Original article| Volume 45, 102418, October 2020

Functioning Profiles of Young People with MS in Inpatient Rehabilitation: Data from the National Rehabilitation Reporting System in Canada


      • Younger people (16 to 25 years) admitted to rehabilitation with a more severe disability profile
      • Younger people were more likely to make improvements during rehabilitation
      • Accessing existing sources of data is a useful method for filling in gaps about outcomes for rare diseases.



      Recent evidence has suggested an existence of a MS prodome, indicating that symptoms of neurodegeneration were present before the first clinical event. These early signs of MS are usually not recognized as a symptom of MS and some young adults with MS are very likely to have had these symptoms in their childhood or adolescence. It is thus of interest to examine the differences in disability profiles of young people with MS. This study focused on young people with MS with severe enough disability as to need rehabilitation services. The most likely reason for this need is poor recovery from a relapse.


      The purpose of the study is to characterize and compare the functional profiles (as reflected by Functional Independence Measure scores) of people with MS admitted to in-patient rehabilitation in Canada across two age groups (younger than 25 and 26 to 35 years old) with specific aims to estimate the extent to which these profiles change over time; and to identify the proportions of people who made a reliable change.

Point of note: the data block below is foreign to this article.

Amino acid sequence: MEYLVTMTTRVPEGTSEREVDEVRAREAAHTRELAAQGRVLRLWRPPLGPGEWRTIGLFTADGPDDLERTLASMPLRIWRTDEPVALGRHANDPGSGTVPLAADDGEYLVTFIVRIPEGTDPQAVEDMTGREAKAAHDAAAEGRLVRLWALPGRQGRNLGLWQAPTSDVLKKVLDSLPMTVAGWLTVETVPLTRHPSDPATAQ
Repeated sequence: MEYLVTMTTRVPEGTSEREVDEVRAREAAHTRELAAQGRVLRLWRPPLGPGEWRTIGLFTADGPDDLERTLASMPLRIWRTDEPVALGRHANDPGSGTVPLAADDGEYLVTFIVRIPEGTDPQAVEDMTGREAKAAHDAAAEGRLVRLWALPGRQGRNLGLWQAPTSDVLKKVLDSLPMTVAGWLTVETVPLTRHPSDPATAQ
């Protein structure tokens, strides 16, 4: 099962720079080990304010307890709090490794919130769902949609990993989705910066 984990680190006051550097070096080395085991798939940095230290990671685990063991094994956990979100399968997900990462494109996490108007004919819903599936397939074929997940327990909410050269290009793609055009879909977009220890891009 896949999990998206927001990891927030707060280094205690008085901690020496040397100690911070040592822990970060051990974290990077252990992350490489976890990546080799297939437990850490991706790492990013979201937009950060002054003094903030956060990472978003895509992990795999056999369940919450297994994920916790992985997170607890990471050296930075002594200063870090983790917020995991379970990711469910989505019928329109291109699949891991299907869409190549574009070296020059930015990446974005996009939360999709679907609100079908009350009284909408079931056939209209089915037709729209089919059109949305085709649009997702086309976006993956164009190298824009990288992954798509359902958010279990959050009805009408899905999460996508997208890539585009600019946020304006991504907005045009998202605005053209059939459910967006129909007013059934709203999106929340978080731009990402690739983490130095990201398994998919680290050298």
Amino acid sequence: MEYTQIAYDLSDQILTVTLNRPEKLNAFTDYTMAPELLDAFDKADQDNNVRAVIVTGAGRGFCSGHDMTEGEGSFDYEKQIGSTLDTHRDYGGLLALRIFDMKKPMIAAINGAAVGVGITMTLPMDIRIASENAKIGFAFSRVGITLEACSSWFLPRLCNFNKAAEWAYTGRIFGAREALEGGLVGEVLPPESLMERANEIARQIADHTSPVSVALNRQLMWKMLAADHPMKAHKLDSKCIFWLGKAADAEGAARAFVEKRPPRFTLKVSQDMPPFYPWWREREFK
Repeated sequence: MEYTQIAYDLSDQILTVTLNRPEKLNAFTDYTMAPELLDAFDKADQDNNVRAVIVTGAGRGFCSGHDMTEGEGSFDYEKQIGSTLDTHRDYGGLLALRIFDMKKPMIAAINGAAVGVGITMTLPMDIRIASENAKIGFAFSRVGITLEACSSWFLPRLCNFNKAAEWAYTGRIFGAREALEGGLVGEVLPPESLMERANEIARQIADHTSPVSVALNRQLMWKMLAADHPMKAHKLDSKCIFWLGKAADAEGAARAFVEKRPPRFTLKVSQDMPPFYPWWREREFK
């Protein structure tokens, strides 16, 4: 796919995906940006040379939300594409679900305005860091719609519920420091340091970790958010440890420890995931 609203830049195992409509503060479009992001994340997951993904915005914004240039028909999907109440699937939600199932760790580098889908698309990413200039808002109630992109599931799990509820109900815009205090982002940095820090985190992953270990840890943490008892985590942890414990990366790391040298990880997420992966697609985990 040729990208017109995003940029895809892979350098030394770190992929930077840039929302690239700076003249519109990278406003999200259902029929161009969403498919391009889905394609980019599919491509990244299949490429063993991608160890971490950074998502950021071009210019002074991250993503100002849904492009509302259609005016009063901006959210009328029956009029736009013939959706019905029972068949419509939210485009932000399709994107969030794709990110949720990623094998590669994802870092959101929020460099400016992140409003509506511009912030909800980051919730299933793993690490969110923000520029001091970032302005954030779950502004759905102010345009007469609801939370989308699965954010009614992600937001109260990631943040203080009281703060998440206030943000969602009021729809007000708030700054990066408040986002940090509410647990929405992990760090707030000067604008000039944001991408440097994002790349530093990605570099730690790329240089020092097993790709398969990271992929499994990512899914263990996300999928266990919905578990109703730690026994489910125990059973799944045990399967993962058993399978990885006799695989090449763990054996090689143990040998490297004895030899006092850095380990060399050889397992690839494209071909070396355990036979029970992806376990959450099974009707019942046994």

Data from the National Rehabilitation Reporting System (NRS) in Canada was analyzed. The dataset contained information of 457 people with MS aged 16 to 35 who were admitted to inpatient rehabilitation. Scores on the Functional Independence Measure at admission and discharge were analyzed using latent class analysis. Change in FIM was estimated using reliable change index. Probability of making a reliable change across the different classes, age and sex was estimated using logistic regression.


      There were four functional classes at admission and three classes at discharge. The four functional classes at admission were: A). Minimal assistance/Supervision in walking, B). Assistance in Activities of Daily Living (ADL)/Mobility, C). Assistance/dependent in ADL/Mobility, and D). Dependent in ADL and mobility. At admission, 19.7% of patients belonged to the best class, but at discharge, 66.8% of people belonged to the best class, indicating that 45% of the patients improved. Across the two age groups, disability profiles differed at admission and discharge. People who are 25 years and younger were more likely to belong to the lower functioning profiles classes (Class C and D) compared to the older group who were more likely to belong to Class B and C, indicating that younger people were more impaired at admission. The probability of making reliable change was also different between the latent classes. People in the lowest two classes at admission, were more likely to make reliable change (OR=10.9, OR=7.2).


      The results of this study suggest that younger people were admitted with a more severe disability profile when compared to a slightly older group but were more likely to make improvements during rehabilitation. The functional profiles in MS differed across sex and age, signaling a need to tailor rehabilitation interventions across the functional profiles, age and sex. Accessing existing sources of data is a useful method for filling in gaps about outcomes for populations with rare diseases.


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